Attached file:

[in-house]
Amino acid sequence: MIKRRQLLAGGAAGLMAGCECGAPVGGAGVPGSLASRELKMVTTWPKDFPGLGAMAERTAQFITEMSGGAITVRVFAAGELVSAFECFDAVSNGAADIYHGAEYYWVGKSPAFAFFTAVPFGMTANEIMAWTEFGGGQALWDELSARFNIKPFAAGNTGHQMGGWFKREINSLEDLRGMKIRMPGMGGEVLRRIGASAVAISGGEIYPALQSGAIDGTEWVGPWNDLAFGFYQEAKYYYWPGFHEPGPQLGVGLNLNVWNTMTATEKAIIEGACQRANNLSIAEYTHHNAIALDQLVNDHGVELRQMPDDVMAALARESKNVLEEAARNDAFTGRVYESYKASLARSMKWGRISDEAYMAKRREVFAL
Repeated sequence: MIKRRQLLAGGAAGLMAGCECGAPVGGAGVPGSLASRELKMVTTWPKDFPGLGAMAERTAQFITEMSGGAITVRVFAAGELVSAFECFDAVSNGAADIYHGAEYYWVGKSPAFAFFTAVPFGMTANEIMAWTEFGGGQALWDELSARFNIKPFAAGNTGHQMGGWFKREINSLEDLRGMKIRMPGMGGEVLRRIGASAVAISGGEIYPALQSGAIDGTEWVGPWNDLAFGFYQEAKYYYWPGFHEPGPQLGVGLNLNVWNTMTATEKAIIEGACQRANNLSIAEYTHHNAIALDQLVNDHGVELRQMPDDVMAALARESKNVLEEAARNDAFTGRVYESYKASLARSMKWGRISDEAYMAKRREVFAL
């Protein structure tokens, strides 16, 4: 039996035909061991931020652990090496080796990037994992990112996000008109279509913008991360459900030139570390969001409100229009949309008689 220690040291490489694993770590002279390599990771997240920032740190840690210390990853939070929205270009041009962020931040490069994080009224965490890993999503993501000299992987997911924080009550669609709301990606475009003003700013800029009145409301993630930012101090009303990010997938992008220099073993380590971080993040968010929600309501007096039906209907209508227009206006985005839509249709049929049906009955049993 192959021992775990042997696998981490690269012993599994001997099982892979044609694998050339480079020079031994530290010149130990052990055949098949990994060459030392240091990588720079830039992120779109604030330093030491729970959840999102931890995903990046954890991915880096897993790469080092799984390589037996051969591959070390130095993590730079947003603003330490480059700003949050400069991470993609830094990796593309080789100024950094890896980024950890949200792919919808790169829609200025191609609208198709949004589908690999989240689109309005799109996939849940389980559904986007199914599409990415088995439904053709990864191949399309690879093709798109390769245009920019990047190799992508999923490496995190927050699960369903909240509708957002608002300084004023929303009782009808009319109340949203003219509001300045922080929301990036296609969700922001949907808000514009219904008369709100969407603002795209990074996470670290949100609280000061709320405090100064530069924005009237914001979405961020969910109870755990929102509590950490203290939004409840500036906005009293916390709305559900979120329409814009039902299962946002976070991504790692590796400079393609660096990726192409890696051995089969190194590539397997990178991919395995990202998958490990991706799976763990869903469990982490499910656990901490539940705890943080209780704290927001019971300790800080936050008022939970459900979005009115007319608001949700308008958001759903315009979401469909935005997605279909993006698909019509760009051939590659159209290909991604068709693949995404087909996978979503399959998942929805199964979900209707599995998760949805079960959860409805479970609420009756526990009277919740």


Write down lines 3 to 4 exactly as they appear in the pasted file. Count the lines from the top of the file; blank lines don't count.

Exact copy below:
Repeated sequence: MIKRRQLLAGGAAGLMAGCECGAPVGGAGVPGSLASRELKMVTTWPKDFPGLGAMAERTAQFITEMSGGAITVRVFAAGELVSAFECFDAVSNGAADIYHGAEYYWVGKSPAFAFFTAVPFGMTANEIMAWTEFGGGQALWDELSARFNIKPFAAGNTGHQMGGWFKREINSLEDLRGMKIRMPGMGGEVLRRIGASAVAISGGEIYPALQSGAIDGTEWVGPWNDLAFGFYQEAKYYYWPGFHEPGPQLGVGLNLNVWNTMTATEKAIIEGACQRANNLSIAEYTHHNAIALDQLVNDHGVELRQMPDDVMAALARESKNVLEEAARNDAFTGRVYESYKASLARSMKWGRISDEAYMAKRREVFAL
């Protein structure tokens, strides 16, 4: 039996035909061991931020652990090496080796990037994992990112996000008109279509913008991360459900030139570390969001409100229009949309008689 220690040291490489694993770590002279390599990771997240920032740190840690210390990853939070929205270009041009962020931040490069994080009224965490890993999503993501000299992987997911924080009550669609709301990606475009003003700013800029009145409301993630930012101090009303990010997938992008220099073993380590971080993040968010929600309501007096039906209907209508227009206006985005839509249709049929049906009955049993 192959021992775990042997696998981490690269012993599994001997099982892979044609694998050339480079020079031994530290010149130990052990055949098949990994060459030392240091990588720079830039992120779109604030330093030491729970959840999102931890995903990046954890991915880096897993790469080092799984390589037996051969591959070390130095993590730079947003603003330490480059700003949050400069991470993609830094990796593309080789100024950094890896980024950890949200792919919808790169829609200025191609609208198709949004589908690999989240689109309005799109996939849940389980559904986007199914599409990415088995439904053709990864191949399309690879093709798109390769245009920019990047190799992508999923490496995190927050699960369903909240509708957002608002300084004023929303009782009808009319109340949203003219509001300045922080929301990036296609969700922001949907808000514009219904008369709100969407603002795209990074996470670290949100609280000061709320405090100064530069924005009237914001979405961020969910109870755990929102509590950490203290939004409840500036906005009293916390709305559900979120329409814009039902299962946002976070991504790692590796400079393609660096990726192409890696051995089969190194590539397997990178991919395995990202998958490990991706799976763990869903469990982490499910656990901490539940705890943080209780704290927001019971300790800080936050008022939970459900979005009115007319608001949700308008958001759903315009979401469909935005997605279909993006698909019509760009051939590659159209290909991604068709693949995404087909996978979503399959998942929805199964979900209707599995998760949805079960959860409805479970609420009756526990009277919740």